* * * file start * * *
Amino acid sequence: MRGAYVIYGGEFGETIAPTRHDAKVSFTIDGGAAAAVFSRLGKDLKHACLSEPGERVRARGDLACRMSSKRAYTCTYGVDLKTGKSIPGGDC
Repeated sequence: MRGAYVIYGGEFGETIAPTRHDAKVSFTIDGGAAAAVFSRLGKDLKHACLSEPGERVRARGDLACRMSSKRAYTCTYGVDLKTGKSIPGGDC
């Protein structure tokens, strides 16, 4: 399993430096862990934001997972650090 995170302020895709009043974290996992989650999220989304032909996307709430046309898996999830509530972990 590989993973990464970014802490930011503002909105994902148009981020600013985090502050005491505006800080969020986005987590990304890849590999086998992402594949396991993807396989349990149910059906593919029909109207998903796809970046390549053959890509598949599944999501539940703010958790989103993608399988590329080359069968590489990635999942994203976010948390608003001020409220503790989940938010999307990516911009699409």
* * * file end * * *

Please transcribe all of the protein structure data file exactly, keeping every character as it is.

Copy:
Amino acid sequence: MRGAYVIYGGEFGETIAPTRHDAKVSFTIDGGAAAAVFSRLGKDLKHACLSEPGERVRARGDLACRMSSKRAYTCTYGVDLKTGKSIPGGDC
Repeated sequence: MRGAYVIYGGEFGETIAPTRHDAKVSFTIDGGAAAAVFSRLGKDLKHACLSEPGERVRARGDLACRMSSKRAYTCTYGVDLKTGKSIPGGDC
């Protein structure tokens, strides 16, 4: 399993430096862990934001997972650090 995170302020895709009043974290996992989650999220989304032909996307709430046309898996999830509530972990 590989993973990464970014802490930011503002909105994902148009981020600013985090502050005491505006800080969020986005987590990304890849590999086998992402594949396991993807396989349990149910059906593919029909109207998903796809970046390549053959890509598949599944999501539940703010958790989103993608399988590329080359069968590489990635999942994203976010948390608003001020409220503790989940938010999307990516911009699409």